Have you ever tried to advise someone to plan for the future of their children – after their death?

If you have ever tried to advise a close friend or a family member that they should plan ahead to care for their children –  in the event of the person’s death – then maybe you have walked in my shoes.   This isn’t such an unusual situation – suggesting people write a Will so it is clear what their wishes are regarding their funeral or memorial arrangements and leaving gifts for children and family members.

This does get complicated where one’s children are disabled – at any age!

This all began in July 2013 when my mother’s sister passed away, I had thought unexpectedly, but discovered later she was actually quite ill and hiding it from me.  I got the call, made arrangements to get a plane as soon as possible, pack, rent a car, travel all day, arrive at my Uncle and cousins house at midnight –  and that was just the beginning.  I thought I was simply going to help with the funeral, console my cousins – since I knew how they felt losing a mother –  and grieve myself.

After getting over the initial shock and visiting with my cousins over a box of old photos — telling old stories — I had a realization:

What’s going to happen to them when their father dies?

This was an awful moment for me and I knew I had to take action.  I certainly wished I knew then what I know now — that my Uncle was also sick and hiding it from me — he died a year and half later.

My cousins are now in their 30s, yet neither of them drives – or ever will – they don’t work a full-time 40 hour a week job – and never will – they cannot handle their own legal and financial affairs.  My cousins are legally disabled. Due to mental and physical impairments they are simply not as intelligent or sophisticated about some of the goings on in the world – and they need some help.  Neither has ever written a check and cannot budget or balance a checkbook; Nor do they always understand the mechanics of how things work (like the computer talking to the internet through the cable line and cable box) they just want it to work. Surprisingly though they recently impressed me with their thoughts on the upcoming election and the candidates – they do follow the news.

I aim to share my story of how my cousins became my clients and how I have become something of a guardian to them – although not officially or legally.  I hope this may assist you in your own affairs or in helping someone else.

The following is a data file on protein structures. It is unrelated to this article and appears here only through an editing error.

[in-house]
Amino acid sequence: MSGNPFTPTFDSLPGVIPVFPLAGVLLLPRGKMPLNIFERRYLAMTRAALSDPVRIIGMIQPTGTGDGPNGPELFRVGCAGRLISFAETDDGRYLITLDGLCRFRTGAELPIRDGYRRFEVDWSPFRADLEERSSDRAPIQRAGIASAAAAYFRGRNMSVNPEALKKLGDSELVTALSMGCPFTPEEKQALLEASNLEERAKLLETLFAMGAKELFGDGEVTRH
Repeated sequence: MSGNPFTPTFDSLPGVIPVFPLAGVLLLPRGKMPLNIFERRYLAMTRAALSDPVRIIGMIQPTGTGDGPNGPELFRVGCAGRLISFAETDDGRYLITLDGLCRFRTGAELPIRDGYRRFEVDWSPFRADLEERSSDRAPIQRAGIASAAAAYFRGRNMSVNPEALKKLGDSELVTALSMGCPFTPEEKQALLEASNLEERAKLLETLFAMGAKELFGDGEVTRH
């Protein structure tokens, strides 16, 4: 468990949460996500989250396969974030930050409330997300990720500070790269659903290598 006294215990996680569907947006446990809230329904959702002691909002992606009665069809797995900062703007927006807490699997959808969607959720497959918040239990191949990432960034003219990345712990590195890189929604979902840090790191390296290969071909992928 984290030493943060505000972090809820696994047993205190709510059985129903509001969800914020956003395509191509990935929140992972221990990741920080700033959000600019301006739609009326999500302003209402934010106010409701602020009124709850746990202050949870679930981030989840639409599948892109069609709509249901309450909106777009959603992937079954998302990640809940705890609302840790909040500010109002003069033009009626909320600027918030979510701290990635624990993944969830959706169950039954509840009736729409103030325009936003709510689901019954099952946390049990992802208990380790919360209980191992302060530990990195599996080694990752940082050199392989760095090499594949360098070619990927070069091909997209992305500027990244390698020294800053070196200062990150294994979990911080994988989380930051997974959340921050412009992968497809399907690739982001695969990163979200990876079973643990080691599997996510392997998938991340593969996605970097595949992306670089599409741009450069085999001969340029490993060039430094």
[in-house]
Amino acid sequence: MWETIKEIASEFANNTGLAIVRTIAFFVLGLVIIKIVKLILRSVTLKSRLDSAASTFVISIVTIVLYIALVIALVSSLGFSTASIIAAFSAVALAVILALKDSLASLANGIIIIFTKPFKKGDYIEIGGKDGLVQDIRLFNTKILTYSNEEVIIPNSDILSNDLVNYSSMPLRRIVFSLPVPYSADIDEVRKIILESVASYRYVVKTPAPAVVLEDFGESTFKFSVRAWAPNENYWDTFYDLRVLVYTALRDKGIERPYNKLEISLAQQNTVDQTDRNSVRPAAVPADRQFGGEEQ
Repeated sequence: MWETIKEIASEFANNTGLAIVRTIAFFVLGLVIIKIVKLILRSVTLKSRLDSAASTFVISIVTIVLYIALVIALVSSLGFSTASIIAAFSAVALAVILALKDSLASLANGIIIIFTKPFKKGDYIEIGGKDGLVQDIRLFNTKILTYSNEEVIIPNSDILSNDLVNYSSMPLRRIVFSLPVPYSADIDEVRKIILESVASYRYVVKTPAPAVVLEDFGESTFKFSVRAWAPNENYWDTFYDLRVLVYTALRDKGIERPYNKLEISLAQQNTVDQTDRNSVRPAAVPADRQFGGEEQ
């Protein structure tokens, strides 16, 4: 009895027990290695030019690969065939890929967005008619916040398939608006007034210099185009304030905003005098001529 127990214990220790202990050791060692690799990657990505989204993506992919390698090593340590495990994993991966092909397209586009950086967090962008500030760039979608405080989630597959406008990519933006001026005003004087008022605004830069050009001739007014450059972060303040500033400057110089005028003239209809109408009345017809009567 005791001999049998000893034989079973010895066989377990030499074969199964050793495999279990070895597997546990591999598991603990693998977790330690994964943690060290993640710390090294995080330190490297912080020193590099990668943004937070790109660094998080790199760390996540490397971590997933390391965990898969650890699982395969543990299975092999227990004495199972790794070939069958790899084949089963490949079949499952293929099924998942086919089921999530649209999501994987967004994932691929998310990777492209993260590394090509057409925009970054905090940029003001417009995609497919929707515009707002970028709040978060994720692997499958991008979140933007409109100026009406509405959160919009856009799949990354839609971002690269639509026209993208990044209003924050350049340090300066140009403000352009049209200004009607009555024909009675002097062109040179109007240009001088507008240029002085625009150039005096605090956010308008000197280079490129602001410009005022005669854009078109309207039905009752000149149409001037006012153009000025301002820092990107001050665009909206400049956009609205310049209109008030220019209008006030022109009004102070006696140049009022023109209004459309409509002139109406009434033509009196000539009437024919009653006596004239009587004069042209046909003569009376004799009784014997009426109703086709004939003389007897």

Zoe – zoe@zoebiel.com

Disclaimer: I am an Illinois attorney practicing in real estate matters. This blog and the information herein is not meant to be legal advice that you should rely on. You should always consult an attorney about your individual circumstance – especially as every State’s laws are different in the matters of Probate and Special Needs Trusts.




16 Replies to “Have you ever tried to advise someone to plan for the future of their children – after their death?”

  1. It is appropriate time to make a few plans for the future
    and it is time to be happy. I’ve read this submit and
    if I may I desire to counsel you some attention-grabbing issues or suggestions.
    Perhaps you could write subsequent articles regarding this article.
    I want to read even more issues about it!

    1. Kiersten
      I will be expanding on the subject of my first post a lot in the future as the circumstance has been a year long adventure.
      Thank you for your comments.

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  6. Greetings! This is my 1st comment here so I just wanted to give
    a quick shout out and say I genuinely enjoy reading through your posts.
    Can you suggest any other blogs/websites/forums that deal with the same topics?
    Many thanks!

    1. Thank you for your comments. I did post IPADD which is a yahoo forum regarding Developmentally Disabled Children as well as some other websites. If you are asking about other topics in the blog regarding insurance, probate, etc. I have not yet come across any to list.

    2. Thank you. I placed IPADD which is a yahoo group forum on the subject of Developmentally Disabled Adults. Was there something specific you were looking for?

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